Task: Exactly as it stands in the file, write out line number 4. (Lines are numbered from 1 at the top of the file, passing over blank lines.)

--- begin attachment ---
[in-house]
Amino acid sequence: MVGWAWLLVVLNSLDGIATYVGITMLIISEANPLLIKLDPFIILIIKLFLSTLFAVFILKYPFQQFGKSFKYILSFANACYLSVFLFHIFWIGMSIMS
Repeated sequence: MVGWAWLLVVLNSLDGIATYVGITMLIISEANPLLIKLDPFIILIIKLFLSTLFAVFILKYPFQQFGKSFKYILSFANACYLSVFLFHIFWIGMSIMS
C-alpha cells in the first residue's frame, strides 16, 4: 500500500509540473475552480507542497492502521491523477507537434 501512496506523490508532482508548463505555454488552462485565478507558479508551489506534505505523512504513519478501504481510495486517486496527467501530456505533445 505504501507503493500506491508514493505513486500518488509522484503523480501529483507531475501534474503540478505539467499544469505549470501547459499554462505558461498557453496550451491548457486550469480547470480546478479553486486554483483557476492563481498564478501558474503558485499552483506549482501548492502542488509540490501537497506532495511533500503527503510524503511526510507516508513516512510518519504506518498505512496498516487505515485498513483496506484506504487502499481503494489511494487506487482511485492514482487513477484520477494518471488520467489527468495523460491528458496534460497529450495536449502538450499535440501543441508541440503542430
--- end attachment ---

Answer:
C-alpha cells in the first residue's frame, strides 16, 4: 500500500509540473475552480507542497492502521491523477507537434 501512496506523490508532482508548463505555454488552462485565478507558479508551489506534505505523512504513519478501504481510495486517486496527467501530456505533445 505504501507503493500506491508514493505513486500518488509522484503523480501529483507531475501534474503540478505539467499544469505549470501547459499554462505558461498557453496550451491548457486550469480547470480546478479553486486554483483557476492563481498564478501558474503558485499552483506549482501548492502542488509540490501537497506532495511533500503527503510524503511526510507516508513516512510518519504506518498505512496498516487505515485498513483496506484506504487502499481503494489511494487506487482511485492514482487513477484520477494518471488520467489527468495523460491528458496534460497529450495536449502538450499535440501543441508541440503542430